11.13 Command Syntax and Function Syntax

In addition to the function syntax described above (i.e., calling a function like fun (arg1, arg2, …)), a function can be called using command syntax (for example, calling a function like fun arg1 arg2 …). In that case, all arguments are passed to the function as strings. For example,

my_command hello world

is equivalent to

my_command ("hello", "world")

The general form of a command call is

cmdname arg1 arg2 ...

which translates directly to

cmdname ("arg1", "arg2", ...)

If an argument including spaces should be passed to a function in command syntax, (double-)quotes can be used. For example,

my_command "first argument" "second argument"

is equivalent to

my_command ("first argument", "second argument")

Any function can be used as a command if it accepts string input arguments. For example:

upper lower_case_arg
   ⇒ ans = LOWER_CASE_ARG

Since the arguments are passed as strings to the corresponding function, it is not possible to pass input arguments that are stored in variables. In that case, a command must be called using the function syntax. For example:

strvar = "hello world";
upper strvar
   ⇒ ans = STRVAR
upper (strvar)
   ⇒ ans = HELLO WORLD

Additionally, the return values of functions cannot be assigned to variables using the command syntax. Only the first return argument is assigned to the built-in variable ans. If the output argument of a command should be assigned to a variable, or multiple output arguments of a function should be returned, the function syntax must be used.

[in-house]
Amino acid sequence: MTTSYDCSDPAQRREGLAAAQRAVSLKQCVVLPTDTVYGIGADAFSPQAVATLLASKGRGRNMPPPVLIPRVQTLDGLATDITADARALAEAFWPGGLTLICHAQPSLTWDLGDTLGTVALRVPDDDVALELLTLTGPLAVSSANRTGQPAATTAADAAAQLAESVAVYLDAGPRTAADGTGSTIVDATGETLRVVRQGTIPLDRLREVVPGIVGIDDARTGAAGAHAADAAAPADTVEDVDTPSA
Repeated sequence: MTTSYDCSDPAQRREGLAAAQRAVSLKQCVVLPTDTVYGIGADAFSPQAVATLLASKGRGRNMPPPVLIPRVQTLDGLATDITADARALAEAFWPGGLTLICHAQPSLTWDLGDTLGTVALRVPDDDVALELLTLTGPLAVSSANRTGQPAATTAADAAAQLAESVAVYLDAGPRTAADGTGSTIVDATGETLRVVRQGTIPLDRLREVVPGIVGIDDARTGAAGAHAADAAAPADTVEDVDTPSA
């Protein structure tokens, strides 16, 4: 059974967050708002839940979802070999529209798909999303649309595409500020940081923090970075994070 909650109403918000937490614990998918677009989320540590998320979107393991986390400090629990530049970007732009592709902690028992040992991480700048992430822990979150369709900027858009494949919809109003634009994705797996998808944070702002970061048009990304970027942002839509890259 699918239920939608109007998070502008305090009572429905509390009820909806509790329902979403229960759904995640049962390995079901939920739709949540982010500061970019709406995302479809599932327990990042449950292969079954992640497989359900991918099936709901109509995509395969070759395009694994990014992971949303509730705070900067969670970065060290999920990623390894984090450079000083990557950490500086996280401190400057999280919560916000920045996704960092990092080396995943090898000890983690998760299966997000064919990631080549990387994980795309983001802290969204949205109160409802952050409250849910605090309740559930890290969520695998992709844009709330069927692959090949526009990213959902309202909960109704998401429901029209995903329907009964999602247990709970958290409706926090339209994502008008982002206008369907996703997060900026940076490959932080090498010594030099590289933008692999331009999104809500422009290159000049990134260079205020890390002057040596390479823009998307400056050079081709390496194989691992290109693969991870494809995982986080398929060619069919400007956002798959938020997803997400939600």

It should be noted that mixing command syntax and binary operators can create apparent ambiguities with mathematical and logical expressions that use function syntax. For example, all three of the statements

arg1 - arg2
arg1 -arg2

could be intended by a user to be subtraction operations between arg1 and arg2. The first two, however, could also have been meant as a command syntax call to function arg1, in the first case with options - and arg2, and in the second case with option -arg2.

Octave uses whitespace to interpret such expressions according to the following rules:

Note 1: If a special-valued named constant has been redefined as a variable, the interpreter will still process the statement with function syntax.

Note 2: Attempting to use a variable as arg1 in a command being processed as command syntax will result in an error.